12 Money Hacks Every Kid Should Have in Their Toolbox

There is no right age to teach children about money. The younger they are, the better because they can develop and hone money-handling skills at an early age. Teaching children money management can give them a leg up and help them thrive as adults, for they will know when to spend and when and how much to save.

Read on to learn 12 ways to teach children about money.

Use A Clear Jar For Savings

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Piggy banks are good, but they are not ideal for small kids to see how their money accumulates and grows. Let them see how the jar fills up when they add money. Yesterday, it was 5 dollars and a few dimes, and today, there are more dimes or maybe another dollar bill.

Set An Example With Your Money Habits

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Kids learn faster when they see rather than when they are taught. They are watching you when you indulge in an impulse buy, contemplate whether you should buy that box of cereal or not, or frown when you look at the monthly grocery bill. It is more likely that they will pick up money habits from their parents or caregivers. Set a healthy example for them.

Teach Them How Money Works

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Telling them that action figures cost money doesn’t teach them about money. Show them how money works. Ask them to take a few dollars from their savings jar to the store and let them pay for the action figure with their money. They will learn how money works when they see their jar money getting exchanged for the toy.

Help Them Weigh Their Options

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Children between 9 and 12 years old have a better understanding of spending and saving. Furthermore, at this age, children are able to weigh decisions and take ownership of their decisions. Help them understand that the dollar can only go so far; thus, they need to weigh their options and spend on more important stuff. If they buy a drone, they won’t have the money to go to the arcade.

Discourage Impulse Buying

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Kids are impulsive and persuasive. However, don’t cave in. Tell them they can use the money from their savings jar or allowance. Better still, ask them to wait a day and decide whether they need to make that purchase.

Start An Allowance

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The jury is still out on whether kids should be given a weekly/monthly allowance or a commission paid for chores they do around the house, like taking out the trash, washing cars, or mowing the grass. Whichever the case might be in your household, the intention is for children (tweens and teens) to start handling small amounts of money and making rational decisions on how to spend it.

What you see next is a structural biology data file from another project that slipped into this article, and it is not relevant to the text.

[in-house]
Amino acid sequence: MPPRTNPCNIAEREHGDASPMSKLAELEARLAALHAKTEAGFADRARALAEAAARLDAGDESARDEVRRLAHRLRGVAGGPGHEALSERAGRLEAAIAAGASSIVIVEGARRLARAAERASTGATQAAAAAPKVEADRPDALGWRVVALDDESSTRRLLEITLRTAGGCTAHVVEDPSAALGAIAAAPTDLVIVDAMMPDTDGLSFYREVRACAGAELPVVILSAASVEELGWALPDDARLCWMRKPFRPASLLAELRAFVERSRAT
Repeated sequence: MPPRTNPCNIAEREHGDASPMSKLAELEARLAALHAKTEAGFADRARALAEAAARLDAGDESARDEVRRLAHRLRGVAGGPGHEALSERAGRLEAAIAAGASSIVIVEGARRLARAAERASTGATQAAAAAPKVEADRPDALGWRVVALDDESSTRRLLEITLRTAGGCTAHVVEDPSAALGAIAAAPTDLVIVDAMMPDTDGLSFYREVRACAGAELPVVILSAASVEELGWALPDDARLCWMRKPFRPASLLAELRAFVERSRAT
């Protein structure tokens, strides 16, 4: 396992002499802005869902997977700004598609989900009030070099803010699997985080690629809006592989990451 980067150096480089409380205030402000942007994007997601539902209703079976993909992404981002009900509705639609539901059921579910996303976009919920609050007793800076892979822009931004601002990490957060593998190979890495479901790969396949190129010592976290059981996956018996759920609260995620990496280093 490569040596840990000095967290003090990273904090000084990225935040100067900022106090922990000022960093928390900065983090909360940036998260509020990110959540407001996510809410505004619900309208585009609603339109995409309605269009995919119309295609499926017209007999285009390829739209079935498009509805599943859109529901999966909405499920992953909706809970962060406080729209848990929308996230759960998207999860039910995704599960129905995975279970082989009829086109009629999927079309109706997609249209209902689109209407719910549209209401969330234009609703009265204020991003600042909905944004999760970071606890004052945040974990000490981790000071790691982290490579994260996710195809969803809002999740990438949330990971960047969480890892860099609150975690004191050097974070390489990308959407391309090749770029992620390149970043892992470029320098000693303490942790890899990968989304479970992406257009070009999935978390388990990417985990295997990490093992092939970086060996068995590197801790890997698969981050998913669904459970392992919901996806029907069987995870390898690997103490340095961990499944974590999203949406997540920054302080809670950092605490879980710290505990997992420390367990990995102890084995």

Set Up A Bank Account

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When your children are teenagers, you should set up a simple bank account with them. This will help them manage money from a savings jar to a bank account. It will also help your children, with your help initially understand how to operate a bank account, which will prepare them to manage a much bigger account when they grow up.

Emphasize Savings

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As kids grow, they are likelier to want things that exceed their allowance. It is time to introduce the concept of savings. Encourage your kids not to indulge in instant gratification and save for future wants. Encourage them to set aside 10% of their allowances/commissions. Having a bank account will come in handy at this point.

Encourage Them To Make Money

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Teenagers should not depend solely on allowances. They have plenty of free time, like fall, summer, and winter breaks. Let them make the best use of these breaks by taking up a job. Encourage them to make money that can be used towards their movie dates, buying their prom dress, or, better still, their college education fund.

Teach Them How To Budget

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Teenage is a good time to get your children in the habit of budgeting their income—irrespective of their allowance or how much they make. They should understand why it is necessary to make a plan for their money. You can help them prepare a budget for a day out—it can include food, drink, and transport costs.

Teach Them The Importance Of Investing And Compounding

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Many of us give our children allowances and encourage them to save for special occasions. However, we can introduce the concept of compounding to them and show them that their money can grow exponentially over time. Give your child 10 dollars with a promise of a 10% weekly increase. They will soon see how their 11 dollars will become 50 and more in a few weeks. This concept of compound growth will make them stay ahead of the game when they enter the professional world.

Teach Them The Dangers Of Misusing Credit Cards

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Your kids always see you buying things at the tap of a credit card. It makes them think money is easy. Teach them that credit cards are a debt and that one needs to be responsible with borrowed money. A credit card is helpful in emergencies, like when they are stranded with a flat tire, but running up a debt is often a bad idea. Also, it should be made clear that they need to pay back every dollar they own so that lenders can trust them in the future when they need to make a big purchase. Take this opportunity to explain the difference between credit and debit cards and the dangers of high-interest debt. The more they know about debt, the more likely they will handle it wisely.

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